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- Michigan High School Bans Athletic Prayer - July 9, 2013
- Surviving Teach for America: What I Learned from the Corps - July 2, 2013
- Supreme Court Rules on Affirmative Action Case - June 26, 2013
- The First Amendment and Student Dress Codes - April 15, 2013
- Testing Pressure Leads to a Criminal Indictment - April 1, 2013
- Planning for the Future: Special Needs Students' Transition Plan - February 20, 2013
- Protecting the Protectors: Limited Liability from Students’ Lawsuits - February 14, 2013
- Teacher Tenure- An Ancient Policy Or Is It Still Needed? - January 8, 2013
- Are More Gun Control Laws Needed? - December 31, 2012
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On Monday, June 24, 2013, the Supreme Court handed down its ruling in Fisher v. University of Texas, the higher education affirmative action case. I previously wrote about affirmative action and the backstory of the Fisher case in another TER article. The case was brought by Abigail Fisher, a white applicant who was denied admissions under the university's race-conscious admissions policy. The University of Texas has a two-fold admissions policy. Any student who graduated in the top ten percent of a Texas high school automatically gains admission to the university. All other applicants are considered in a separate admissions pool, where factors such as test scores, geographic connections, community service, leadership potential, and race are considered.
The Fisher decision cannot be seen as a full victory for either opponents or proponents of affirmative action. The Court's decision is very narrow; it remanded (or sent back) the case to the Fifth Circuit Court of Appeals to decide whether the University of Texas's admissions policy will meet the strict scrutiny standard.
Strict scrutiny is the toughest judicial standard recognized by U.S. courts; thus, it is a very difficult standard for the government to meet. Strict scrutiny is applied when fundamental rights are abridged or a law involves a suspect classification, such as race, national origin, religion, or poverty.
In order to survive strict scrutiny, the burden is on the government to show that the law is narrowly tailored to meet a compelling government interest. The Court ruled that the Fifth Circuit should have required the University of Texas to show that its admissions policy is narrowly tailored to achieve its goal of campus diversity.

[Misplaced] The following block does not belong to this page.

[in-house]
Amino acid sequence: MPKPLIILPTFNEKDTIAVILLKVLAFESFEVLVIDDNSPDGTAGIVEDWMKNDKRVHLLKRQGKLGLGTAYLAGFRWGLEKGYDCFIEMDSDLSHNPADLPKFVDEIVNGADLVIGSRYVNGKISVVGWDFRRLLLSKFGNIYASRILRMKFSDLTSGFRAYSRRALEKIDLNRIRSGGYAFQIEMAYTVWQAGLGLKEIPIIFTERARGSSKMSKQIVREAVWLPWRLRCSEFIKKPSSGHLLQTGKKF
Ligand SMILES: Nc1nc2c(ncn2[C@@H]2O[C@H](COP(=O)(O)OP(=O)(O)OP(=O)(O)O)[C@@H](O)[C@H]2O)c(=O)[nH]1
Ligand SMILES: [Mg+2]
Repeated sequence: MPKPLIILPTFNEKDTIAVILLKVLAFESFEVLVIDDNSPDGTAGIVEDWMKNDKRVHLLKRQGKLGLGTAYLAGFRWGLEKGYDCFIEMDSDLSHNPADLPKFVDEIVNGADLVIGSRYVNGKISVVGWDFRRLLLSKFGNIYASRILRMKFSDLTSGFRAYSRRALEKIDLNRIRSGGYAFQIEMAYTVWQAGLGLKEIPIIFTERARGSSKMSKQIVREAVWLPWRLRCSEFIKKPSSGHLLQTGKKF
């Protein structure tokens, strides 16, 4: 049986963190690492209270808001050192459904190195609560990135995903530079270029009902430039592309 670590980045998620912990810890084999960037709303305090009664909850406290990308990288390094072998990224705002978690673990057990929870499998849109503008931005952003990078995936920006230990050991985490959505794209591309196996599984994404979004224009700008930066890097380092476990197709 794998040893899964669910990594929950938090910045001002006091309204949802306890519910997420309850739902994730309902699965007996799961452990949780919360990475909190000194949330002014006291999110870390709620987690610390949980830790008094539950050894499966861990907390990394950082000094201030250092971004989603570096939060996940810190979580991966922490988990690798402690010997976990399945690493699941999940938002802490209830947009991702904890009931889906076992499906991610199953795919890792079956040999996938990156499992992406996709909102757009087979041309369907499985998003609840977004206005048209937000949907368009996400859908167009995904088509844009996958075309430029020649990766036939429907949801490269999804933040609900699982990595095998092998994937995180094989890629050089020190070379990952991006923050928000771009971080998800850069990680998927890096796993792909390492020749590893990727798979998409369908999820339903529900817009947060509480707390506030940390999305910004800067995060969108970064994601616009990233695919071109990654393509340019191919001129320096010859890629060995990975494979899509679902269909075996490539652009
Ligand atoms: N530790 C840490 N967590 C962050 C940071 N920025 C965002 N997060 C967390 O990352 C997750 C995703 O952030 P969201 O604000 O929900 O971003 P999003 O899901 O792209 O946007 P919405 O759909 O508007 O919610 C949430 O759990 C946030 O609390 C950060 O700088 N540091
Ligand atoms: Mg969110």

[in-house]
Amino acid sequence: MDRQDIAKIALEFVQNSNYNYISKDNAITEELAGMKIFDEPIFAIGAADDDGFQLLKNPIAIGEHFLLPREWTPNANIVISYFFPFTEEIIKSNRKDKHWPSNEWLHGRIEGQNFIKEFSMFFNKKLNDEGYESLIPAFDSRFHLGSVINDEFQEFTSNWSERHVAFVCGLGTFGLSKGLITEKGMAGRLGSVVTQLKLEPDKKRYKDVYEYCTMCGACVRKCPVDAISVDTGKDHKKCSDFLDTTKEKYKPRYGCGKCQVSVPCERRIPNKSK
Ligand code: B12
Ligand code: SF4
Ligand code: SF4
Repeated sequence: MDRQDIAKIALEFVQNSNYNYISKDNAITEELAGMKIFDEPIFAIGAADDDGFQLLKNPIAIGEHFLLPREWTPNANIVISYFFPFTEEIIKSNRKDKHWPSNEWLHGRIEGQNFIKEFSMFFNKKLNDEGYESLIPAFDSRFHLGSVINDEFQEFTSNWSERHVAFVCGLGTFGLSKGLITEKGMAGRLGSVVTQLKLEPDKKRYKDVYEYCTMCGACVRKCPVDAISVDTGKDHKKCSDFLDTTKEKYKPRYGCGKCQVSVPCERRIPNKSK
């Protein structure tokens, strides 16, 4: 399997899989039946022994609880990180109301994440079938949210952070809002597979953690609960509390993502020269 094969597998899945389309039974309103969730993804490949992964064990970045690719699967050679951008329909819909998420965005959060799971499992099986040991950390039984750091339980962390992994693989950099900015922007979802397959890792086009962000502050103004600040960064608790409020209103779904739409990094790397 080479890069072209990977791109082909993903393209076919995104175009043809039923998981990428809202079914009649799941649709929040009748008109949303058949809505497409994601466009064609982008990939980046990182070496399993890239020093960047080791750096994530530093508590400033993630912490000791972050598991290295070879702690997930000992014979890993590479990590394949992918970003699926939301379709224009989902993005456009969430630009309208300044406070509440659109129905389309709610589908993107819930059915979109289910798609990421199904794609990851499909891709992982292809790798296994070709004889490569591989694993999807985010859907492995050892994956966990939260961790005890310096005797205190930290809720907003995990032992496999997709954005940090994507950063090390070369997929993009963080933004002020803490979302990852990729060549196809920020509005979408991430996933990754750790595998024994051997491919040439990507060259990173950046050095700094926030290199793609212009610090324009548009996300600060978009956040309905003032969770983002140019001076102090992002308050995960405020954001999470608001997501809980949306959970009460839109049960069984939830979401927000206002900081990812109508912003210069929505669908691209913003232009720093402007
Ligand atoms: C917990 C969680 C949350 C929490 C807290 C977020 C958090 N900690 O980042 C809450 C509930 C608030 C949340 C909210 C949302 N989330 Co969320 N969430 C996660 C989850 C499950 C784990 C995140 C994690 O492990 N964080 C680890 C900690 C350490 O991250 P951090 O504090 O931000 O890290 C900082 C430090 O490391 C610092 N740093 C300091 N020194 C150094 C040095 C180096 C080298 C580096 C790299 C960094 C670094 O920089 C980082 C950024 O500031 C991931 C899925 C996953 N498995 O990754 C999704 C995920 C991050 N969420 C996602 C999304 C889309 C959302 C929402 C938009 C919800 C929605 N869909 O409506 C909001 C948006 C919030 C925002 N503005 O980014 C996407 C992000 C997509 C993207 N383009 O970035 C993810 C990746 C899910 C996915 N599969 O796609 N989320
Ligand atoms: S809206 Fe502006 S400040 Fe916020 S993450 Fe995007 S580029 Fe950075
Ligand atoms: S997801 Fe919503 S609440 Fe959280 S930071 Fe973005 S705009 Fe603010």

Justice Anthony Kennedy wrote the majority opinion for the Court. "Narrow tailoring also requires a reviewing court to verify that it is 'necessary' for the university to use race to achieve the educational benefits of diversity," reasoned Justice Kennedy. In other words, the court hearing the affirmative action matter cannot simply take the university's word that race is needed to achieve diversity; the burden is on the university to prove it.
Justice Kennedy also wrote that alternatives to affirmative action must be considered. "The reviewing court must ultimately be satisfied that no workable race-neutral alternatives would produce the educational benefits of diversity." Based on Justice Kennedy's reasoning, if there are feasible alternatives that will produce the same educational effect, then there will be no need to use race in deciding admission to a university.
Justice Clarence Thomas also questioned the need for race in admissions decisions. But, his stance was much stronger than Justice Kennedy's. Justice Thomas explained that the use of race in admissions decisions violates the Constitution. "[/fusion_builder_column][fusion_builder_column type="1_1" background_position="left top" background_color="" border_size="" border_color="" border_style="solid" spacing="yes" background_image="" background_repeat="no-repeat" padding="" margin_top="0px" margin_bottom="0px" class="" id="" animation_type="" animation_speed="0.3" animation_direction="left" hide_on_mobile="no" center_content="no" min_height="none"][A] State’s use of race in higher education admissions decisions is categorically prohibited by the Equal Protection Clause." Justice Thomas's explanation questions the continuing utility of affirmative actions programs in today's society.
Justice Ruth Bader Ginsburg is the sole dissenter in the 7-1 Fisher decision. She reasoned that the case should not be remanded to the Fifth Circuit because "the University reached the reasonable, good-faith judgment that supposedly race-neutral initiatives were insufficient to achieve, in appropriate measure, the educational benefits of student body diversity." Essentially, according to Justice Ginsburg's reasoning, any race-neutral alternatives would have been insufficient to achieve the university's compelling interest in student diversity.
It will be months before the Fifth Circuit issues its ruling in this case. But, based on the Court's language in Fisher, affirmative action programs will soon be experiencing a drastic change.